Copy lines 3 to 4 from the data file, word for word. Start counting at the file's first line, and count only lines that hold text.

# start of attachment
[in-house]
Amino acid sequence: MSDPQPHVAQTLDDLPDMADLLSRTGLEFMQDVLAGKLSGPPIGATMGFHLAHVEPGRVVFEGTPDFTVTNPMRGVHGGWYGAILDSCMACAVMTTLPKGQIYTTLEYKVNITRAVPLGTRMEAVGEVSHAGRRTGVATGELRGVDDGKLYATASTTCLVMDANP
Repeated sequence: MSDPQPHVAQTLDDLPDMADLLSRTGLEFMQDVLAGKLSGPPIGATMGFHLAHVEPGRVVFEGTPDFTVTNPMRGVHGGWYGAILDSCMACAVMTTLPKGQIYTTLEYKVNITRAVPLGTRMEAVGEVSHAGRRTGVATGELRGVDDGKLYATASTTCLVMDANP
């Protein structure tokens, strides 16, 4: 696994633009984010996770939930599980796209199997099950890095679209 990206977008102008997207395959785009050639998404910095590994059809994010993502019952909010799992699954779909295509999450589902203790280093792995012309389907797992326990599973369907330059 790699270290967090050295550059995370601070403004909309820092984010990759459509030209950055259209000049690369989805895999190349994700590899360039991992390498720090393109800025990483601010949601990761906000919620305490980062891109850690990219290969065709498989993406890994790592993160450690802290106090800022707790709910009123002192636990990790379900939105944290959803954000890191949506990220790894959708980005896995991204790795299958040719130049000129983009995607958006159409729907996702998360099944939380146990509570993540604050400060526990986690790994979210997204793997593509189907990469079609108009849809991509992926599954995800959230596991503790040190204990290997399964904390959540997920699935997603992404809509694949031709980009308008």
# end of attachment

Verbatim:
Repeated sequence: MSDPQPHVAQTLDDLPDMADLLSRTGLEFMQDVLAGKLSGPPIGATMGFHLAHVEPGRVVFEGTPDFTVTNPMRGVHGGWYGAILDSCMACAVMTTLPKGQIYTTLEYKVNITRAVPLGTRMEAVGEVSHAGRRTGVATGELRGVDDGKLYATASTTCLVMDANP
């Protein structure tokens, strides 16, 4: 696994633009984010996770939930599980796209199997099950890095679209 990206977008102008997207395959785009050639998404910095590994059809994010993502019952909010799992699954779909295509999450589902203790280093792995012309389907797992326990599973369907330059 790699270290967090050295550059995370601070403004909309820092984010990759459509030209950055259209000049690369989805895999190349994700590899360039991992390498720090393109800025990483601010949601990761906000919620305490980062891109850690990219290969065709498989993406890994790592993160450690802290106090800022707790709910009123002192636990990790379900939105944290959803954000890191949506990220790894959708980005896995991204790795299958040719130049000129983009995607958006159409729907996702998360099944939380146990509570993540604050400060526990986690790994979210997204793997593509189907990469079609108009849809991509992926599954995800959230596991503790040190204990290997399964904390959540997920699935997603992404809509694949031709980009308008």